At 0801:21, the pilot in command telephoned the Casper, Wyoming, Automated Flight Service Station for a briefing for a VFR flight from Cheyenne to Lincoln, Nebraska. The briefer advised of deteriorating weather moving in from the west, an AIRMET for icing, turbulence, and flight precautions for IFR conditions along the route of flight. The briefer described current weather conditions at several points east of Cheyenne, and the pilot in command said, "yea, probably looks good out there from here...lookin east looks like the sun's shining as a matter of fact. The briefer gave the forecast for Cheyenne through 0900 local time which called for 2,000 scattered to 4,000 broken with light rain, thunderstorms, and after 0900 local time lowering ceilings to 1,500 feet along the route of flight, and that rain, fog and thunderstorms were forecast for several points along the intended route of flight. He stated, "so...if you can venture out of there and go get east it looks...," to which the pilot in command replied, "yea, it looks pretty good actually." The briefer then made reference to the "adverse conditions" currently at Cheyenne, and the pilot in command said, "yea, it's raining here pretty good right now[, I] mean it's you know steady but nothin...bad and to the east it looks real good." He then filed a VFR flight plan to Lincoln.
At 0813:06, the pilot in command contacted the Cheyenne Air Traffic Control Tower requesting clearance to taxi and, at 0813:24, the local controller advised the pilot to "taxi to runway three zero, verify you have ATIS echo." The pilot responded, "negative, what's the ATIS?" He was given the ATIS frequency of 134.425 MHz and was requested to "advise when you have echo." The pilot advised he would get the ATIS on frequency 134.25, and the controller corrected him by repeating the correct frequency, 134.425.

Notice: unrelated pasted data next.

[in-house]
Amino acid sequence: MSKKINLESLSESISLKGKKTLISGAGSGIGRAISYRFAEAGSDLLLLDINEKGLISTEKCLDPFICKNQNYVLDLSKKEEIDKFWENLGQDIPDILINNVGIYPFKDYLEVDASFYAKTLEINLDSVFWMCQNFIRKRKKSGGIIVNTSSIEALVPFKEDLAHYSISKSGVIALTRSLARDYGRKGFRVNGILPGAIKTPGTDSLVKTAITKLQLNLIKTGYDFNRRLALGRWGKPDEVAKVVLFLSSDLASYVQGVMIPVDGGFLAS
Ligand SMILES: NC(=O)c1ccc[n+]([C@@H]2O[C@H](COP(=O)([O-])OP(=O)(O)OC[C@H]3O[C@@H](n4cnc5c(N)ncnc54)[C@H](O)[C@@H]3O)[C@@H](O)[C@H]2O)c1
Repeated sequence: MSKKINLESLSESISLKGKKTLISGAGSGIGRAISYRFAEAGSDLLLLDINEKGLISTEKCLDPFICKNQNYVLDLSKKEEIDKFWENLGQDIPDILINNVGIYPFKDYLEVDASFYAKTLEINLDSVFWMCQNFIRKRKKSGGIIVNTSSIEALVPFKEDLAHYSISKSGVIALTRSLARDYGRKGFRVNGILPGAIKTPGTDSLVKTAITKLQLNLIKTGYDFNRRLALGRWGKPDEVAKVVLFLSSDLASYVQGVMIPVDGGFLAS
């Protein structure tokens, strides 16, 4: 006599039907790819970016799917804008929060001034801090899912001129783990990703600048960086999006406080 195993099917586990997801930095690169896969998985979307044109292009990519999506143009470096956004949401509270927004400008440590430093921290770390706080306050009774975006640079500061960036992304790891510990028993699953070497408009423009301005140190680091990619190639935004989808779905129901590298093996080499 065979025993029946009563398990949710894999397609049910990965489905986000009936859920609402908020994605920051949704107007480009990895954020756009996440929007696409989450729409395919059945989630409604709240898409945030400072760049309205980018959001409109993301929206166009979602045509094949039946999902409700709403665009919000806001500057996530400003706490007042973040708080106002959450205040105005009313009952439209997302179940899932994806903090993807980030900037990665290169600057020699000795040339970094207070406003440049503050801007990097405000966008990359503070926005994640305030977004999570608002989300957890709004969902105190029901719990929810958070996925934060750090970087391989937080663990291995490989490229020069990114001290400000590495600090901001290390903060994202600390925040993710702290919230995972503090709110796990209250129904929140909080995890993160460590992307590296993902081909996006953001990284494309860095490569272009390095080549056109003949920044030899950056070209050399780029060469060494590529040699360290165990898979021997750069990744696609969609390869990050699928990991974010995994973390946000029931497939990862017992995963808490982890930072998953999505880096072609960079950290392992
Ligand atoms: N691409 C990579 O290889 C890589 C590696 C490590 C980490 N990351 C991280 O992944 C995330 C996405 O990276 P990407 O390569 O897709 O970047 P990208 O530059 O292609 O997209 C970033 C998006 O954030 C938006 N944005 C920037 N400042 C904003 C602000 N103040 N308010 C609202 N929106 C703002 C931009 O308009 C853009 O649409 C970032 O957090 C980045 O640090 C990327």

In a segment of private videotape which did not have a time hack recorded on it, the airplane's engine was shown running, the airplane's external lights were on, and the nosewheel was still chocked. Rain was falling and there was standing water on the ramp. The recording stopped, and when it resumed, the airplane's engine was no longer running and the airplane's external lights were off. A lineman could be seen removing the nosewheel chock, after which the airplane's external lights came back on and the engine was restarted. The airplane then taxied from its ramp location southeasterly along the parallel taxiway to the approach end of runway 30.
At 0815:39, the pilot in command radioed the controller, "I don't get four two five on this radio," in reference to his inability to receive the ATIS. The controller responded, "Cardinal two zero seven roger, runway three zero, wind two eight zero at two zero occasional gusts three zero altimeter two niner seven zero." No response was received from the pilot and, at 0816:00, the controller asked for an acknowledgement. The pilot responded "OK, two zero seven, are we going the right way for runway 30?" The controller responded, "you are heading the right way for runway 30, did you get the numbers?" The pilot acknowledged, "we got em."